Check-Cap initiated pivotal clinical trial in the U.S.

The medical device start-up Check-Cap, which has developed an X-ray capsule which performs screening test to detect polyps in the colon, announced the initiation of U.S. pivotal trial. The trial was delayed for over a year due to the COVID-19 crisis. At the completeness of this trial and based on the result, the company will file a request to obtain FDA clearance for its innovative C-Scan® system, intended to be the first and only patient-friendly replacement for traditional Colonoscopy test.

The trial will be conducted at the Mayo Clinic Medical Center in Rochester Minnesota, as well as in other medical centers. Mayo Clinic is one of the most respected academic medical centers in the U.S. and around the world, and is in collaboration with Check-Cap for several years.

The trial will include approximately 1,000 subjects ages 50-75 and will be conducted at up to 15 clinical centers in the U.S. The trial is composed of two phases; the first phase will be served as additional calibration of C-Scan for the average risk U.S. population and will enroll up to 200 subjects. The second phase consists of a statistically powered, randomized study which will compare the performance of the system to traditional colonoscopy and will enroll approximately 800 subjects. Elizabeth Rajan, M.D., gastroenterologist, and professor of medicine at Mayo Clinic, will be the principal investigator of the study at this site. 

Check-Cap, located in Isfiya near Haifa, Israel, develops an ingestible capsule-based system for preparation-free colorectal cancer screening. The C-Scan utilizes ultra-low dose X-ray and an wireless communication sub-system. The capsule is used to create a 3D map of the inner lining of the colon, which allows physicians to look for polyps and other abnormalities. C-Scan is non-invasive and requires no preparation or sedation, allowing the patients to continue their daily routine with no interruption as the capsule is propelled through the gastrointestinal tract by natural motility.

“We are excited to announce the accomplishment of this important milestone in our path to demonstrate the potential of C-Scan to detect colorectal polyps before they may turn into cancer in the average-risk population,” said Alex Ovadia, chief executive officer of Check-Cap. “We are pleased to have engaged with expert gastroenterologists at Mayo Clinic and continue to advance the participation of additional experienced clinical trial centers in this study. We have established a supply and distribution infrastructure and process of the C-Scan and our plan is to complete the calibration portion of the trial and begin the second statistically powered portion of the study during Q4 2022.”

Mr. Ovadia continued, “Detecting precancerous polyps is needed to effectively prevent colorectal cancer. However, the acceptance of the colonoscopy procedure is low, in part due to the invasiveness of the procedure and bowel cleansing. We believe Check-Cap has the potential to reach those who are deterred by colonoscopy and to help improve colon cancer screening through a patient-friendly solution without the need of bowel cleaning, sedation, and fasting.”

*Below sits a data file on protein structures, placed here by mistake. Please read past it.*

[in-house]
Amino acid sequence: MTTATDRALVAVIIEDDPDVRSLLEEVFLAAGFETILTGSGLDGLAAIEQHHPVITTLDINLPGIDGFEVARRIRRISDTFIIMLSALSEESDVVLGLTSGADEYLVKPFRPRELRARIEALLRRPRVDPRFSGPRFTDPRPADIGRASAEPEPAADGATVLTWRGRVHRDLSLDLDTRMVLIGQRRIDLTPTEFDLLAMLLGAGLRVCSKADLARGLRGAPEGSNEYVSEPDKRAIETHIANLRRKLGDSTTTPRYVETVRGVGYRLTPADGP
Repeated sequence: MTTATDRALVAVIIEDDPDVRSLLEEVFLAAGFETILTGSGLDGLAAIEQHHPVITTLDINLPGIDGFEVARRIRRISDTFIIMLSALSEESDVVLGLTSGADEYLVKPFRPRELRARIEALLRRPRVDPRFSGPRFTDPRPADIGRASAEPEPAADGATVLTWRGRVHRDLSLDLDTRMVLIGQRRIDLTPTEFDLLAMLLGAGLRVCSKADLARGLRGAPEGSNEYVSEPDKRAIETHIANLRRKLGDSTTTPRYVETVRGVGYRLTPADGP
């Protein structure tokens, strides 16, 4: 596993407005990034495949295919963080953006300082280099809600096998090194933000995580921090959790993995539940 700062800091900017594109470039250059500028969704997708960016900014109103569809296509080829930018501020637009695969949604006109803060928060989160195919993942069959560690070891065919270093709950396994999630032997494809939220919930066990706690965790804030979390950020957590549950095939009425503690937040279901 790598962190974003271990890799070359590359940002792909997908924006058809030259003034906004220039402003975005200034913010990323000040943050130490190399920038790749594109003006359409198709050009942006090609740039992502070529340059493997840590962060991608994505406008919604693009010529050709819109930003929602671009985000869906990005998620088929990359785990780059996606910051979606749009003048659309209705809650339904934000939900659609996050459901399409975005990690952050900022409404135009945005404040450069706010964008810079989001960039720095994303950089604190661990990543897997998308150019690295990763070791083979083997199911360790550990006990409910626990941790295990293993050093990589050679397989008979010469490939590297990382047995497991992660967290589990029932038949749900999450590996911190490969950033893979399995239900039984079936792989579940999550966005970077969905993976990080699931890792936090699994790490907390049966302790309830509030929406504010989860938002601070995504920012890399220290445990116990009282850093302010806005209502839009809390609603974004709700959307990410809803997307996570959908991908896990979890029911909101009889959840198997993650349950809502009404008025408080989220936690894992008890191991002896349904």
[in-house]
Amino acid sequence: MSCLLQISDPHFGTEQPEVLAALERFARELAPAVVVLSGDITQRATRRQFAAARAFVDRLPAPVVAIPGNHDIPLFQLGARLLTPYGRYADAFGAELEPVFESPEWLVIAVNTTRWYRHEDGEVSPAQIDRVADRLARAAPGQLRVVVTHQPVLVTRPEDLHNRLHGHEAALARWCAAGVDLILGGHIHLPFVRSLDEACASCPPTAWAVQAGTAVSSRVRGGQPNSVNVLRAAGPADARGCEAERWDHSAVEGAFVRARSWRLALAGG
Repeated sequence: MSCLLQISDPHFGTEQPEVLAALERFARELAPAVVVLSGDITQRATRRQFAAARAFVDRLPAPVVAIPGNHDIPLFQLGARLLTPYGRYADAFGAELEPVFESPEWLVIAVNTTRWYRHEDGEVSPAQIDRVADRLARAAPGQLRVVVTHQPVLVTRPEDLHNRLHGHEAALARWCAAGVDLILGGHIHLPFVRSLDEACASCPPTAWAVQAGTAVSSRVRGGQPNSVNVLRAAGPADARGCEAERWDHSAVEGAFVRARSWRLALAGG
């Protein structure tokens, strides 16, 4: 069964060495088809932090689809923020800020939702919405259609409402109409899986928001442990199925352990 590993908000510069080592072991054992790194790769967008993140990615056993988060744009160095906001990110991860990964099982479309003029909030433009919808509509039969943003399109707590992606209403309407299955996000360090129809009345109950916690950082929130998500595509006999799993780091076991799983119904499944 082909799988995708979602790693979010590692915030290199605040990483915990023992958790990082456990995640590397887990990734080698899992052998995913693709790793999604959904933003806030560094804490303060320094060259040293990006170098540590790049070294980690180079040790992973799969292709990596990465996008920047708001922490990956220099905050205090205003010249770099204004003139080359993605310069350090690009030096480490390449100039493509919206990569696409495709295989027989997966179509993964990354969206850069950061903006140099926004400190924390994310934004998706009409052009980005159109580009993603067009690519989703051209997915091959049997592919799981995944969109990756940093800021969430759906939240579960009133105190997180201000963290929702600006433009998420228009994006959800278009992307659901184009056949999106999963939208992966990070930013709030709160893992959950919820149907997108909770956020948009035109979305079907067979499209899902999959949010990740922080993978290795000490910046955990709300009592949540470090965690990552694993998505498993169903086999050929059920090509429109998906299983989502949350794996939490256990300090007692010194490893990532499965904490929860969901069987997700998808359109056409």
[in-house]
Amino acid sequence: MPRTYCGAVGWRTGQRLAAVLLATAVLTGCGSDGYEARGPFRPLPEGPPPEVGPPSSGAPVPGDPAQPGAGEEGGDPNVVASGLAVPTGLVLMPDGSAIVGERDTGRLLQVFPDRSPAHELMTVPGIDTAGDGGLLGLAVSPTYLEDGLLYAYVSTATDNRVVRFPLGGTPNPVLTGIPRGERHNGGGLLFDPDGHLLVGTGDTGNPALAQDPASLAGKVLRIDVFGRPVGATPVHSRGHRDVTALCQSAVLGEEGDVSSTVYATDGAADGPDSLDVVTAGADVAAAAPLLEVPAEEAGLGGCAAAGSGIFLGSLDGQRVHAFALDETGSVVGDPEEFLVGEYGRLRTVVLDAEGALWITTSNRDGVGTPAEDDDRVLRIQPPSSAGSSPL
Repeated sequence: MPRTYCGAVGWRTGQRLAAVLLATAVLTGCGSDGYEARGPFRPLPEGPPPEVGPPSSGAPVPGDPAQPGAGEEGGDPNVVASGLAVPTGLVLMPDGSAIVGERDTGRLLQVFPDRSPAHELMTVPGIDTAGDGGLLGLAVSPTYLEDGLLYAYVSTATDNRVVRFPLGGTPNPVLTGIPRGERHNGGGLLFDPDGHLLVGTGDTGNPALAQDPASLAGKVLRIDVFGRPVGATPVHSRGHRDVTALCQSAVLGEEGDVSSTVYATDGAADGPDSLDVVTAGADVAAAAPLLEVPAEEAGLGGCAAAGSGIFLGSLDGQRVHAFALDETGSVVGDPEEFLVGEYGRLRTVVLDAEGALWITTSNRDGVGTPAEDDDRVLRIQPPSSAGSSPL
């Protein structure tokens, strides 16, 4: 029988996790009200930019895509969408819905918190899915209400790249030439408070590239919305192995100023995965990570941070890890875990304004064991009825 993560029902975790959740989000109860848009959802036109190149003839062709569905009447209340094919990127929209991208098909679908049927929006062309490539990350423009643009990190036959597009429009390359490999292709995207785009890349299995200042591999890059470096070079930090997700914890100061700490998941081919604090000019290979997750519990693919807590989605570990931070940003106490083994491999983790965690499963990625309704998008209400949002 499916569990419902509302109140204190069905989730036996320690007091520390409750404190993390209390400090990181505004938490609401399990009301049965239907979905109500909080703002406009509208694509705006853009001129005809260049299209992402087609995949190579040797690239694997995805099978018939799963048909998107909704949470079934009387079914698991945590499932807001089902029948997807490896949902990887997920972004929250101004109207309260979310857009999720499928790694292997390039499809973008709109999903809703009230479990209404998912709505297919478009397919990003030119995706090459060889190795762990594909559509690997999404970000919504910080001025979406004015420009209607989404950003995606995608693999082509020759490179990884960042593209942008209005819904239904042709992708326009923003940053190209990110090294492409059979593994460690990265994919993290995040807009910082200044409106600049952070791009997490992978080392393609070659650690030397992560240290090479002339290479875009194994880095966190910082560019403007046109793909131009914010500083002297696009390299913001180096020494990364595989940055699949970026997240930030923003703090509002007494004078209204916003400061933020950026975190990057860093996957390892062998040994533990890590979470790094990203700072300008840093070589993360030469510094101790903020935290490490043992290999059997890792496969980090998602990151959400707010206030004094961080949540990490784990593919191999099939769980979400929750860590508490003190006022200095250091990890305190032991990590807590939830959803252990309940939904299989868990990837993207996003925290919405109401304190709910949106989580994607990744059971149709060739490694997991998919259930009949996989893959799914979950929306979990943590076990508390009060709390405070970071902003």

The FDA approved Insightec system for the treatment of advanced Parkinson

The U.S. Food and Drug Administration (FDA) has approved Insightec’s system for treating advanced Parkinson Disease (PD) patients suffering from rigidity, mobility and dyskinesia symptoms. This is a significant expansion of Insightec’s system clinical indication, which until now was approved for treating PD patients experiencing essential tremor. Last month Insightec signed a merger agreement with a SPAC in order to list on Nasdaq with a company valuation of $2 billion. The new clinical indication extends the potential market for the company’s system. Currently, one million patients in the United States are coping with PD.

The system developed by Insightec is a minimally invasive surgery (MIS) technique, used for treating symptoms such as essential tremor and benign tumors in the uterus using focused ultrasound waves. Within the new clinical indication, Insightec’s system may be used as an incisionless method of performing a process called Pallidotomy, which is used to ablate a brain area called globus pallidus. Until now, the only method of performing Pallidotomy was to place a tiny electrical electrode in the globus pallidus, which is then heated and destroy a small area of brain cells. Using Insightec’s device, this process could be performed incisionlessly, by externally focusing the ultrasound waves to the target area. In many cases, this process reduces the severity of the patient’s symptoms.

Founded in 1999, Insightec developed the Exablate platform which provides non-invasive treatments for a variety of oncology and gynecology indications. Exablate Neuro uses focused ultrasound waves to target and ablate tissue deep in the brain with no surgical incisions or implants. The treatment is done under MRI guidance for real-time treatment monitoring.

In May 2017, Insightec received FDA Approval for Exablate Neuro fo the treatment of essential tremor. Following the approval Insightec has decided to initiate a pivotal study of the Exablate Neuro for treating dyskinesia symptoms or motor fluctuations of advanced Parkinson’s disease patients who have not responded to medication.

Parkinson’s disease afflicts millions of people worldwide, including approximately one million in the United States alone with 60,000 additional diagnoses each year. Treatment with the Exablate Neuro is intended to improve motor function and reduce dyskinesia, one debilitating symptom that presents as uncontrolled, involuntary movement of the arms and/or legs.